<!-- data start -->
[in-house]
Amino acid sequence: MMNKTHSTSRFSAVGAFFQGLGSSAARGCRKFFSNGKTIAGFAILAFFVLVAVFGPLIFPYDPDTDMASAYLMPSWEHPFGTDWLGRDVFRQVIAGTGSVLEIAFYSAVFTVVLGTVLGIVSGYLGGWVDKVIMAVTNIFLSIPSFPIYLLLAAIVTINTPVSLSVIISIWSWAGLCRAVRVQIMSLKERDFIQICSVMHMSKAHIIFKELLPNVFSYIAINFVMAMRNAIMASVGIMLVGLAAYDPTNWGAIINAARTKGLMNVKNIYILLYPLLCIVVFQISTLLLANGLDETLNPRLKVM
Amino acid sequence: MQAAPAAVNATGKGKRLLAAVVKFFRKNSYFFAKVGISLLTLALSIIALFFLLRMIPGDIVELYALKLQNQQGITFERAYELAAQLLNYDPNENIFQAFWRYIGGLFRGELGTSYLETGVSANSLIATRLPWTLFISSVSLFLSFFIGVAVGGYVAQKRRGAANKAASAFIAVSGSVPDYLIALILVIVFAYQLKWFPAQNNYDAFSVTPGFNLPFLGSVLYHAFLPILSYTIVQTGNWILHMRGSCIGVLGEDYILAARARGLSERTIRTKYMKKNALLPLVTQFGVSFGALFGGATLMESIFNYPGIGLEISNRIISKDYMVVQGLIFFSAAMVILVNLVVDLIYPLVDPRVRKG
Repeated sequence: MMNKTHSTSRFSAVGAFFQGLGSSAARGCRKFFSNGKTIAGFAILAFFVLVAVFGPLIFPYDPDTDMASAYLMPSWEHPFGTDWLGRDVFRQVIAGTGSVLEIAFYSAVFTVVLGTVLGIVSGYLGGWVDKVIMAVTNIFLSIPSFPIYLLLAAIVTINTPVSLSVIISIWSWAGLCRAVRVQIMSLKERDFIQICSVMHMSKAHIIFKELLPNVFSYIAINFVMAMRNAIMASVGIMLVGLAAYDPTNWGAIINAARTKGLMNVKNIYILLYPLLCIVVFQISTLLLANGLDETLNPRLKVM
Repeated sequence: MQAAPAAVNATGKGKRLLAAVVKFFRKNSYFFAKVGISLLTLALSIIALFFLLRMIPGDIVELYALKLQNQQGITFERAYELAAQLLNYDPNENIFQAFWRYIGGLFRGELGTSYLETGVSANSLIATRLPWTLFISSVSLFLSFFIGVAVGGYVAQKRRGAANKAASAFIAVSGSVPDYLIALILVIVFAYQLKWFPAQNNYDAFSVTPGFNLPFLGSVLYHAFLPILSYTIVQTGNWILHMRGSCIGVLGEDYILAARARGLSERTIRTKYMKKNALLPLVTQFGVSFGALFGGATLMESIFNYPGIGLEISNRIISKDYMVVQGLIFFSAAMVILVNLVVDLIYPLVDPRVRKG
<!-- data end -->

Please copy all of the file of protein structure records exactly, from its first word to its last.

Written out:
[in-house]
Amino acid sequence: MMNKTHSTSRFSAVGAFFQGLGSSAARGCRKFFSNGKTIAGFAILAFFVLVAVFGPLIFPYDPDTDMASAYLMPSWEHPFGTDWLGRDVFRQVIAGTGSVLEIAFYSAVFTVVLGTVLGIVSGYLGGWVDKVIMAVTNIFLSIPSFPIYLLLAAIVTINTPVSLSVIISIWSWAGLCRAVRVQIMSLKERDFIQICSVMHMSKAHIIFKELLPNVFSYIAINFVMAMRNAIMASVGIMLVGLAAYDPTNWGAIINAARTKGLMNVKNIYILLYPLLCIVVFQISTLLLANGLDETLNPRLKVM
Amino acid sequence: MQAAPAAVNATGKGKRLLAAVVKFFRKNSYFFAKVGISLLTLALSIIALFFLLRMIPGDIVELYALKLQNQQGITFERAYELAAQLLNYDPNENIFQAFWRYIGGLFRGELGTSYLETGVSANSLIATRLPWTLFISSVSLFLSFFIGVAVGGYVAQKRRGAANKAASAFIAVSGSVPDYLIALILVIVFAYQLKWFPAQNNYDAFSVTPGFNLPFLGSVLYHAFLPILSYTIVQTGNWILHMRGSCIGVLGEDYILAARARGLSERTIRTKYMKKNALLPLVTQFGVSFGALFGGATLMESIFNYPGIGLEISNRIISKDYMVVQGLIFFSAAMVILVNLVVDLIYPLVDPRVRKG
Repeated sequence: MMNKTHSTSRFSAVGAFFQGLGSSAARGCRKFFSNGKTIAGFAILAFFVLVAVFGPLIFPYDPDTDMASAYLMPSWEHPFGTDWLGRDVFRQVIAGTGSVLEIAFYSAVFTVVLGTVLGIVSGYLGGWVDKVIMAVTNIFLSIPSFPIYLLLAAIVTINTPVSLSVIISIWSWAGLCRAVRVQIMSLKERDFIQICSVMHMSKAHIIFKELLPNVFSYIAINFVMAMRNAIMASVGIMLVGLAAYDPTNWGAIINAARTKGLMNVKNIYILLYPLLCIVVFQISTLLLANGLDETLNPRLKVM
Repeated sequence: MQAAPAAVNATGKGKRLLAAVVKFFRKNSYFFAKVGISLLTLALSIIALFFLLRMIPGDIVELYALKLQNQQGITFERAYELAAQLLNYDPNENIFQAFWRYIGGLFRGELGTSYLETGVSANSLIATRLPWTLFISSVSLFLSFFIGVAVGGYVAQKRRGAANKAASAFIAVSGSVPDYLIALILVIVFAYQLKWFPAQNNYDAFSVTPGFNLPFLGSVLYHAFLPILSYTIVQTGNWILHMRGSCIGVLGEDYILAARARGLSERTIRTKYMKKNALLPLVTQFGVSFGALFGGATLMESIFNYPGIGLEISNRIISKDYMVVQGLIFFSAAMVILVNLVVDLIYPLVDPRVRKG